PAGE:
Steelers Versus Jets – Second Half Notes And Observations

By Matthew Marczi

  • Other than the long touchdown pass, there really was not much worth mentioning in the early goings of the second half. But so many facets of that play are worth pointing out on their own.
  • To begin with, the play is set up perfectly after the back-to-back carries beforehand. Not only that, but Todd Haley had been stretching the defense horizontally all game with the early screen passes. It tested the hubris of Rex Ryan, playing close to the box, which left Emmanuel Sanders one-on-one with a less than 100 percent Antonio Cromartie with a hyperextended knee.
  • Secondly, the move that Sanders puts on Cromartie is just a wonderful exhibition all on its own. As is his reputation, Cromartie had been mugging the Pittsburgh Steelers’ receivers all game, but Sanders’ move was so fluid as he crossed right in front of him that he was unable to even grab on, which instead of drawing a pass interference penalty, resulted in a long touchdown.
  • Which would not have happened if not for the best deep ball that Ben Roethlisberger has thrown all season. The Steelers have been working on the deep pass all season, particularly with Sanders, and it finally clicked on all cylinders for the first time in this play, which resulted in a 55-yard touchdown pass.
  • Also of note is, of course, the very first turnover that the defense has forced all season long. Many have rightfully pointed out the role that William Gay played in making the play happen. Not only did he jam the receiver on a play in which Geno Smith was throwing to a spot rather than to a man, he also called out the play before the snap, helping Ryan Clark pick up on where he could freelance, which allowed him to be in position to make the play in the first place. Notice that there is a New York Jets receiver standing in the middle of the end zone uncovered by the end of the play.
  • Shamarko Thomas did not have his best showing of the season on special teams during the first half, but the second half was more representative, as he prevented yet another punt from being returned.
  • After the downed punt, Vince Williams made yet another play that just makes you want to forget about all of his down moments and just praise how far he has come in such a short time. Once he sees Nick Mangold release Steve McLendon, he reads screen pass and breaks onto the back, beating Mangold’s block attempt to blow up the play in the backfield for a loss of two.
  • On the very next play, it is Cortez Allen with the heady awareness, diagnosing the quarterback keeper. He avoids the blocking attempt of Stephen Hill and zeros in on Smith, bringing him down for a loss of two.
  • On the ensuing offensive drive, the officials finally call Antonio Cromartie out for his hands-on approach of man coverage as Roethlisberger targets Antonio Brown deep down the field. Of course, Cromartie would gladly settle for the 25-yard pass interference as long as it saves a touchdown, which it may well have.
  • After that, the drive appeared to be stalled after two failed short passes that netted zero yards, but Roethlisberger scrambled on third and 10 for the first down to set up first and goal at the two.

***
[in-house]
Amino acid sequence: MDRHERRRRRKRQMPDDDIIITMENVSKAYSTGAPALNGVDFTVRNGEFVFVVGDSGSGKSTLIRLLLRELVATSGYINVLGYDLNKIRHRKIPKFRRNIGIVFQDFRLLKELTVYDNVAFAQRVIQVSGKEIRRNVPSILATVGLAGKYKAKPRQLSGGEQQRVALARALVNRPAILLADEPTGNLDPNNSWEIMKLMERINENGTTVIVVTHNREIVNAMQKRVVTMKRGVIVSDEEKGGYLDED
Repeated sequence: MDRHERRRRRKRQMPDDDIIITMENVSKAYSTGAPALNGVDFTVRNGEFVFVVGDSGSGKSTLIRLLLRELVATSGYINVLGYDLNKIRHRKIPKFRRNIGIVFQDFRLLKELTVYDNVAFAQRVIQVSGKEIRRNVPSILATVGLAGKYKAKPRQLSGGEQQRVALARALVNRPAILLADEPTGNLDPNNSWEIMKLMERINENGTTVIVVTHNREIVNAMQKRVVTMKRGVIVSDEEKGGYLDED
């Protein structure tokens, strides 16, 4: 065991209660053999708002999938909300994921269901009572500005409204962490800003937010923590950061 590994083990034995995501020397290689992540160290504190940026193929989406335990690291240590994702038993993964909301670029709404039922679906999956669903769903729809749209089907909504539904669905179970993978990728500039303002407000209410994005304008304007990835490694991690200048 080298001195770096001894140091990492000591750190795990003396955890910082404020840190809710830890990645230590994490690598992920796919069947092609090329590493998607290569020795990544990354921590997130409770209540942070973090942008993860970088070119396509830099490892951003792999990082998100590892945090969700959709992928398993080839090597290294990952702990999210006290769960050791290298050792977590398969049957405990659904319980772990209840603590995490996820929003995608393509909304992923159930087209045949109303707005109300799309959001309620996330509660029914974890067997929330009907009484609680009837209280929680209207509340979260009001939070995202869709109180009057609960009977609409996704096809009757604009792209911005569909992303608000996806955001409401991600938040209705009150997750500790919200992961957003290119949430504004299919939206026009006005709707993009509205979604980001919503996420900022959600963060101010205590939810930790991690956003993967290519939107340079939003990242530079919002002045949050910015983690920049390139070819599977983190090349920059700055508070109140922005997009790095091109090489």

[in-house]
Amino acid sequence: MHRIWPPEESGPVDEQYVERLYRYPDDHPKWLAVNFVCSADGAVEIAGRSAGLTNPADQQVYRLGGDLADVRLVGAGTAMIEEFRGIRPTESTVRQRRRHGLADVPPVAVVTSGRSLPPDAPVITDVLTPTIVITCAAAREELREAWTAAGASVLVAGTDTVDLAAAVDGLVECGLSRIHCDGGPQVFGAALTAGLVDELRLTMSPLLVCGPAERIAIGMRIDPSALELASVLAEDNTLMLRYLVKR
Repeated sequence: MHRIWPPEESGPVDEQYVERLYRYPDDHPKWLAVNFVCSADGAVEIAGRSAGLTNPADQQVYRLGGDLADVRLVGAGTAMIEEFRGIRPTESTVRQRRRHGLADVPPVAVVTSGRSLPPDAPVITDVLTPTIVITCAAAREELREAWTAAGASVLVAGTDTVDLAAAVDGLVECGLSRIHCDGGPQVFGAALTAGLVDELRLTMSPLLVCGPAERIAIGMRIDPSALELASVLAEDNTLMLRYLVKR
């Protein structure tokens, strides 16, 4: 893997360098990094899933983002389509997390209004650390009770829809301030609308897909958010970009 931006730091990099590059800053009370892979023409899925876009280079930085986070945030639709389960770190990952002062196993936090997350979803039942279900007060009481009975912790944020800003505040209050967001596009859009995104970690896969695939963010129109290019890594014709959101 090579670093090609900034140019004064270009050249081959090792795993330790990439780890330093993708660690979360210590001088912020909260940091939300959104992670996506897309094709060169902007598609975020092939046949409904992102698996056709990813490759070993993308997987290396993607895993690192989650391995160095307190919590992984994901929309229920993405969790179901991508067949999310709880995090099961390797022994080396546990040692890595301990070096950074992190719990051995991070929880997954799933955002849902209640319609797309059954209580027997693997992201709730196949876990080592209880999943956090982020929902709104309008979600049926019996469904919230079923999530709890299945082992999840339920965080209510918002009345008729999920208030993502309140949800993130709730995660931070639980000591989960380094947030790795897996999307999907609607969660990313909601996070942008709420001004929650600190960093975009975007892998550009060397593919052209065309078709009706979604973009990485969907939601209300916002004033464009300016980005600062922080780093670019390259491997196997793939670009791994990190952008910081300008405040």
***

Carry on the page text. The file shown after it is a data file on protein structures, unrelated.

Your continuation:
• Of course, the drive then stalled soon thereafter, forcing the Steelers to settle for their fourth field goal.
  • It stalled in part because of a failed gadget play on third down. Upon initial viewing, I gave Antonio Brown credit for holding on to the ball rather than taking a risky throw. However, after further review, he had Emmanuel Sanders wide open in the end zone before he was even pressured, on a throw that he should have been able to hit. He could have thrown the pass when the nearest rusher was still 10 yards away.
  • But of course, wide receivers are graded on a curve when it comes to their quarterback play for obvious reasons.
  • Muhammad Wilkerson had been giving the offensive line fits all afternoon—he was the one that almost sacked Roethlisberger for a safety early in the game—and he finally broke through in the fourth quarter. He beat Ramon Foster cleanly off the snap with a simple move and was on Roethlisberger immediately for the sack.
  • Jarvis Jones really had an up and down game, with some of the highest highs and lowest lows thus far of his career. The last drive was a microcosm of that. On one play, he gets sucked in for a big run, and a few plays later he is getting pressure and eventually forcing a poor enough throw to be picked off.
  • I believe I have been more critical than most of Lawrence Timmons and his start to this season. And he only deserves so much credit for being able to stand 15 yards away and catch an object with his hands without it hitting the ground. But I do see signs of him rounding into form. He makes some plays, of course, but the Steelers need more consistency out of him. But given how scarce turnovers have been this season, beggars cannot be choosers.
  • I found it interesting to note that, when the Steelers faced a third and short situation, they took the ball out of Le’Veon Bell’s hands and brought in Jonathan Dwyer to get the yardage—which he did.
  • That first down helped the Steelers drain much of what was left of the clock, leaving the Jets with barely a quarter of a minute with a two-score deficit. As much as the running game struggled in the first half, it did perk up some in the second.
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